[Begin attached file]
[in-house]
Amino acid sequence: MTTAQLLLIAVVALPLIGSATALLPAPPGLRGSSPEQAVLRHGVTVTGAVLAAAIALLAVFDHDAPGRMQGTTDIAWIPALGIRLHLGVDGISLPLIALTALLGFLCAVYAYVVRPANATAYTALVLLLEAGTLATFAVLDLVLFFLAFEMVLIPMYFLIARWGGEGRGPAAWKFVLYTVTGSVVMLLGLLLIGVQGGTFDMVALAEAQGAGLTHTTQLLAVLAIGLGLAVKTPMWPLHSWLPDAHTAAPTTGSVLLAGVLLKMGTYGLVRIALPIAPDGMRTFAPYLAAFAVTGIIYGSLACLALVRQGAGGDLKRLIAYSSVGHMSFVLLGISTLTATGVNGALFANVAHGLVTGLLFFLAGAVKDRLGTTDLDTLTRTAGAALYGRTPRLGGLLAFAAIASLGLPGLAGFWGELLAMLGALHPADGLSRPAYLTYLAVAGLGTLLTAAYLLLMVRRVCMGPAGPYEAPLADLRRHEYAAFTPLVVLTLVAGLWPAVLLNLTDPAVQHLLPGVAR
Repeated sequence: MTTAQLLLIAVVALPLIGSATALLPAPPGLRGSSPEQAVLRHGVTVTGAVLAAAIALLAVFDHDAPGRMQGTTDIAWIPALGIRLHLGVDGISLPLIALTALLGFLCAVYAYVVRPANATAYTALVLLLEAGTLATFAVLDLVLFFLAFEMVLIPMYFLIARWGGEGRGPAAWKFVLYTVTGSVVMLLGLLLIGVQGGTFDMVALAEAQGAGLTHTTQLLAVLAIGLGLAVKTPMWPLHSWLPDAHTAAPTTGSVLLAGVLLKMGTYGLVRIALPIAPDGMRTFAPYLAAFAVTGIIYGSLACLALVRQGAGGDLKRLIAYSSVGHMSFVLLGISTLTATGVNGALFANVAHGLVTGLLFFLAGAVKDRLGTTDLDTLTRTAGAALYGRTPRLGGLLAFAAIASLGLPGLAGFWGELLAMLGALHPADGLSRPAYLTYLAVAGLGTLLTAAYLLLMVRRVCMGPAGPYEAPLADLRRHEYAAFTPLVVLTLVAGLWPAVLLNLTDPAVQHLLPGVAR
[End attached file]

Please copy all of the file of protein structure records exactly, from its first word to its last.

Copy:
[in-house]
Amino acid sequence: MTTAQLLLIAVVALPLIGSATALLPAPPGLRGSSPEQAVLRHGVTVTGAVLAAAIALLAVFDHDAPGRMQGTTDIAWIPALGIRLHLGVDGISLPLIALTALLGFLCAVYAYVVRPANATAYTALVLLLEAGTLATFAVLDLVLFFLAFEMVLIPMYFLIARWGGEGRGPAAWKFVLYTVTGSVVMLLGLLLIGVQGGTFDMVALAEAQGAGLTHTTQLLAVLAIGLGLAVKTPMWPLHSWLPDAHTAAPTTGSVLLAGVLLKMGTYGLVRIALPIAPDGMRTFAPYLAAFAVTGIIYGSLACLALVRQGAGGDLKRLIAYSSVGHMSFVLLGISTLTATGVNGALFANVAHGLVTGLLFFLAGAVKDRLGTTDLDTLTRTAGAALYGRTPRLGGLLAFAAIASLGLPGLAGFWGELLAMLGALHPADGLSRPAYLTYLAVAGLGTLLTAAYLLLMVRRVCMGPAGPYEAPLADLRRHEYAAFTPLVVLTLVAGLWPAVLLNLTDPAVQHLLPGVAR
Repeated sequence: MTTAQLLLIAVVALPLIGSATALLPAPPGLRGSSPEQAVLRHGVTVTGAVLAAAIALLAVFDHDAPGRMQGTTDIAWIPALGIRLHLGVDGISLPLIALTALLGFLCAVYAYVVRPANATAYTALVLLLEAGTLATFAVLDLVLFFLAFEMVLIPMYFLIARWGGEGRGPAAWKFVLYTVTGSVVMLLGLLLIGVQGGTFDMVALAEAQGAGLTHTTQLLAVLAIGLGLAVKTPMWPLHSWLPDAHTAAPTTGSVLLAGVLLKMGTYGLVRIALPIAPDGMRTFAPYLAAFAVTGIIYGSLACLALVRQGAGGDLKRLIAYSSVGHMSFVLLGISTLTATGVNGALFANVAHGLVTGLLFFLAGAVKDRLGTTDLDTLTRTAGAALYGRTPRLGGLLAFAAIASLGLPGLAGFWGELLAMLGALHPADGLSRPAYLTYLAVAGLGTLLTAAYLLLMVRRVCMGPAGPYEAPLADLRRHEYAAFTPLVVLTLVAGLWPAVLLNLTDPAVQHLLPGVAR